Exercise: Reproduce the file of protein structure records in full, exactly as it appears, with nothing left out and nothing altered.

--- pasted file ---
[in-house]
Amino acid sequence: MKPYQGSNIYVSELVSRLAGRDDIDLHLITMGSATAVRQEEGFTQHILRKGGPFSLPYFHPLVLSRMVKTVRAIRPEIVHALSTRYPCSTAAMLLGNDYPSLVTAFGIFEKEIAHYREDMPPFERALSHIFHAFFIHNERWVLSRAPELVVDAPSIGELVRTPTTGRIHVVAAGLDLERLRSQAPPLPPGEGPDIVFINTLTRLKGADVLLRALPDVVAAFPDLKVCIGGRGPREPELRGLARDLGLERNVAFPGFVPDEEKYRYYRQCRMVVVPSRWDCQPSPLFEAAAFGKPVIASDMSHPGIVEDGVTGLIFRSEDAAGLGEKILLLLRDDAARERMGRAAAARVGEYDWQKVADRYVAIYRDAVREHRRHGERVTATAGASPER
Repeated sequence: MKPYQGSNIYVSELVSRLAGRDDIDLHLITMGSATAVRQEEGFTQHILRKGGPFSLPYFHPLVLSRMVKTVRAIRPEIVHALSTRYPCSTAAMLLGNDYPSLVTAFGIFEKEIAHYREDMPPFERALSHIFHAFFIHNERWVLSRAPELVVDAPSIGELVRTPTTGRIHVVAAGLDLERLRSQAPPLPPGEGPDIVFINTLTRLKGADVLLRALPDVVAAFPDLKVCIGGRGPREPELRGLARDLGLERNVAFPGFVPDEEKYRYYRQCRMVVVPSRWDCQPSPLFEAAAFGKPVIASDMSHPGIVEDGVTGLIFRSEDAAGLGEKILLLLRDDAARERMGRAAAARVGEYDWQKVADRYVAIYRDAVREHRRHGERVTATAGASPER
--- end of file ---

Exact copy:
[in-house]
Amino acid sequence: MKPYQGSNIYVSELVSRLAGRDDIDLHLITMGSATAVRQEEGFTQHILRKGGPFSLPYFHPLVLSRMVKTVRAIRPEIVHALSTRYPCSTAAMLLGNDYPSLVTAFGIFEKEIAHYREDMPPFERALSHIFHAFFIHNERWVLSRAPELVVDAPSIGELVRTPTTGRIHVVAAGLDLERLRSQAPPLPPGEGPDIVFINTLTRLKGADVLLRALPDVVAAFPDLKVCIGGRGPREPELRGLARDLGLERNVAFPGFVPDEEKYRYYRQCRMVVVPSRWDCQPSPLFEAAAFGKPVIASDMSHPGIVEDGVTGLIFRSEDAAGLGEKILLLLRDDAARERMGRAAAARVGEYDWQKVADRYVAIYRDAVREHRRHGERVTATAGASPER
Repeated sequence: MKPYQGSNIYVSELVSRLAGRDDIDLHLITMGSATAVRQEEGFTQHILRKGGPFSLPYFHPLVLSRMVKTVRAIRPEIVHALSTRYPCSTAAMLLGNDYPSLVTAFGIFEKEIAHYREDMPPFERALSHIFHAFFIHNERWVLSRAPELVVDAPSIGELVRTPTTGRIHVVAAGLDLERLRSQAPPLPPGEGPDIVFINTLTRLKGADVLLRALPDVVAAFPDLKVCIGGRGPREPELRGLARDLGLERNVAFPGFVPDEEKYRYYRQCRMVVVPSRWDCQPSPLFEAAAFGKPVIASDMSHPGIVEDGVTGLIFRSEDAAGLGEKILLLLRDDAARERMGRAAAARVGEYDWQKVADRYVAIYRDAVREHRRHGERVTATAGASPER